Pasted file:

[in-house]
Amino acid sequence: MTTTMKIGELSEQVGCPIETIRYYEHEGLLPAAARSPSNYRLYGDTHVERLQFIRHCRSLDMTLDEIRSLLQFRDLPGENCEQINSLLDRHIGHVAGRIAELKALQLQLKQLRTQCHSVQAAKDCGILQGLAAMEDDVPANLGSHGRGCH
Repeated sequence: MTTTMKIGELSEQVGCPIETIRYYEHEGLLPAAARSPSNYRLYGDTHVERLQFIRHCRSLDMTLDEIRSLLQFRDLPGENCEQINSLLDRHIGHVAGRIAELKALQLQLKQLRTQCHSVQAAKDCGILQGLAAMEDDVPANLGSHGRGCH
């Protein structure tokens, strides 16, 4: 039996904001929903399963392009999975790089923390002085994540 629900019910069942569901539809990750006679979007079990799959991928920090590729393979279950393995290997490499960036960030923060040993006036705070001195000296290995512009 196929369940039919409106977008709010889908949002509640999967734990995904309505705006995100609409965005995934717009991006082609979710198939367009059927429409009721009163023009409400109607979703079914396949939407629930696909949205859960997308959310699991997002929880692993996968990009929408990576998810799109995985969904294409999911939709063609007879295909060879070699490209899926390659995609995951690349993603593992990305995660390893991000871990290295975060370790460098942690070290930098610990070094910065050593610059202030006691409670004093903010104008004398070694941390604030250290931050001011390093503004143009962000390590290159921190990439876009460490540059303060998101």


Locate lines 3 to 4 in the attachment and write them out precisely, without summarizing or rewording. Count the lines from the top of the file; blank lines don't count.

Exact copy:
Repeated sequence: MTTTMKIGELSEQVGCPIETIRYYEHEGLLPAAARSPSNYRLYGDTHVERLQFIRHCRSLDMTLDEIRSLLQFRDLPGENCEQINSLLDRHIGHVAGRIAELKALQLQLKQLRTQCHSVQAAKDCGILQGLAAMEDDVPANLGSHGRGCH
């Protein structure tokens, strides 16, 4: 039996904001929903399963392009999975790089923390002085994540 629900019910069942569901539809990750006679979007079990799959991928920090590729393979279950393995290997490499960036960030923060040993006036705070001195000296290995512009 196929369940039919409106977008709010889908949002509640999967734990995904309505705006995100609409965005995934717009991006082609979710198939367009059927429409009721009163023009409400109607979703079914396949939407629930696909949205859960997308959310699991997002929880692993996968990009929408990576998810799109995985969904294409999911939709063609007879295909060879070699490209899926390659995609995951690349993603593992990305995660390893991000871990290295975060370790460098942690070290930098610990070094910065050593610059202030006691409670004093903010104008004398070694941390604030250290931050001011390093503004143009962000390590290159921190990439876009460490540059303060998101």